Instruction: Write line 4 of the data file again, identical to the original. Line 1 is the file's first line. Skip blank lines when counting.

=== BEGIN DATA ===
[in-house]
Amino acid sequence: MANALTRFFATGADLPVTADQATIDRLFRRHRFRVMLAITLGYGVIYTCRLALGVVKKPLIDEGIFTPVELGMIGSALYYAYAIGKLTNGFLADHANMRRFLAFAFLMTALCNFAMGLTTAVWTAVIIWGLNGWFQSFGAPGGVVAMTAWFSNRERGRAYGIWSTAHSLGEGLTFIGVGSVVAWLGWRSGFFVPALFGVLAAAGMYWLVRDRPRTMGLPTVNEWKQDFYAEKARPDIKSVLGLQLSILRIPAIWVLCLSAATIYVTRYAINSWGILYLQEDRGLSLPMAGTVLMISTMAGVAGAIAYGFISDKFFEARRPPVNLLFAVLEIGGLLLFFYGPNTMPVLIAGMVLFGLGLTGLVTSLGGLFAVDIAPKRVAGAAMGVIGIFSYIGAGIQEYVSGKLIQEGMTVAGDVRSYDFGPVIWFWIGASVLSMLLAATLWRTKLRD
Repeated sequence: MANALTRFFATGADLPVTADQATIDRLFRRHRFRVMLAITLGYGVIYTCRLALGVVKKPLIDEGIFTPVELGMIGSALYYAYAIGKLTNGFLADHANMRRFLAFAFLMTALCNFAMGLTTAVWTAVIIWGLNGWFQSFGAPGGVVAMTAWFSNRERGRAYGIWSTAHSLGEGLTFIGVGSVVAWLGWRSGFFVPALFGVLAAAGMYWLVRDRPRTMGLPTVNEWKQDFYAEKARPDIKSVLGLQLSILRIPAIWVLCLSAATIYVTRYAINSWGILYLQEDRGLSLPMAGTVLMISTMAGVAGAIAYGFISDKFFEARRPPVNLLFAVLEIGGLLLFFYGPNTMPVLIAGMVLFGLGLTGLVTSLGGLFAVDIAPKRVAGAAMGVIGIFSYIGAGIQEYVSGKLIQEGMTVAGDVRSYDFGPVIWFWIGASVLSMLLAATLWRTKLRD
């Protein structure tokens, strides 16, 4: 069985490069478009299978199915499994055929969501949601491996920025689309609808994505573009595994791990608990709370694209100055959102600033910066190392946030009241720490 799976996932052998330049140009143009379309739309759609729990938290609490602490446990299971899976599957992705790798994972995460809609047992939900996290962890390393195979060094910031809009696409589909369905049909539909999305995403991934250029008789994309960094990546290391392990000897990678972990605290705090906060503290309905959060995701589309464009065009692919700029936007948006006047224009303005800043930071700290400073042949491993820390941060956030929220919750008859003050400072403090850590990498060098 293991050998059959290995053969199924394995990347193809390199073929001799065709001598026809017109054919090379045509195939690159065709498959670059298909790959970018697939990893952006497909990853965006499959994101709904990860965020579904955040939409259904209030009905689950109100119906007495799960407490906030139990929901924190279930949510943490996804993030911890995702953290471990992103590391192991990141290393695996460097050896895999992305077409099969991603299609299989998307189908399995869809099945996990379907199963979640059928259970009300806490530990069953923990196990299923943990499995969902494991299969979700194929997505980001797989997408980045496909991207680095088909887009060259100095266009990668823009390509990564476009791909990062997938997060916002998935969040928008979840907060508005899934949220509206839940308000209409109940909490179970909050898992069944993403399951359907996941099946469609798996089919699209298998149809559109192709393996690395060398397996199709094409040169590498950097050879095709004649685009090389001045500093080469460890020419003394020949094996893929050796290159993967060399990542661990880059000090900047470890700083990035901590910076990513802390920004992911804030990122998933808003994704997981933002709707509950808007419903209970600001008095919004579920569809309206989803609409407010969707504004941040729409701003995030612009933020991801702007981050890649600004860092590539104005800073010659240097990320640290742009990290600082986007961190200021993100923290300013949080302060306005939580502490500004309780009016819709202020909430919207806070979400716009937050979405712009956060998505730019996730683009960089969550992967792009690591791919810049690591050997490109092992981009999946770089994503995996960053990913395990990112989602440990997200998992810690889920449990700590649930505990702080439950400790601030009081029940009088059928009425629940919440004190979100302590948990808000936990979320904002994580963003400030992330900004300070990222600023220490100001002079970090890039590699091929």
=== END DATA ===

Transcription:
């Protein structure tokens, strides 16, 4: 069985490069478009299978199915499994055929969501949601491996920025689309609808994505573009595994791990608990709370694209100055959102600033910066190392946030009241720490 799976996932052998330049140009143009379309739309759609729990938290609490602490446990299971899976599957992705790798994972995460809609047992939900996290962890390393195979060094910031809009696409589909369905049909539909999305995403991934250029008789994309960094990546290391392990000897990678972990605290705090906060503290309905959060995701589309464009065009692919700029936007948006006047224009303005800043930071700290400073042949491993820390941060956030929220919750008859003050400072403090850590990498060098 293991050998059959290995053969199924394995990347193809390199073929001799065709001598026809017109054919090379045509195939690159065709498959670059298909790959970018697939990893952006497909990853965006499959994101709904990860965020579904955040939409259904209030009905689950109100119906007495799960407490906030139990929901924190279930949510943490996804993030911890995702953290471990992103590391192991990141290393695996460097050896895999992305077409099969991603299609299989998307189908399995869809099945996990379907199963979640059928259970009300806490530990069953923990196990299923943990499995969902494991299969979700194929997505980001797989997408980045496909991207680095088909887009060259100095266009990668823009390509990564476009791909990062997938997060916002998935969040928008979840907060508005899934949220509206839940308000209409109940909490179970909050898992069944993403399951359907996941099946469609798996089919699209298998149809559109192709393996690395060398397996199709094409040169590498950097050879095709004649685009090389001045500093080469460890020419003394020949094996893929050796290159993967060399990542661990880059000090900047470890700083990035901590910076990513802390920004992911804030990122998933808003994704997981933002709707509950808007419903209970600001008095919004579920569809309206989803609409407010969707504004941040729409701003995030612009933020991801702007981050890649600004860092590539104005800073010659240097990320640290742009990290600082986007961190200021993100923290300013949080302060306005939580502490500004309780009016819709202020909430919207806070979400716009937050979405712009956060998505730019996730683009960089969550992967792009690591791919810049690591050997490109092992981009999946770089994503995996960053990913395990990112989602440990997200998992810690889920449990700590649930505990702080439950400790601030009081029940009088059928009425629940919440004190979100302590948990808000936990979320904002994580963003400030992330900004300070990222600023220490100001002079970090890039590699091929």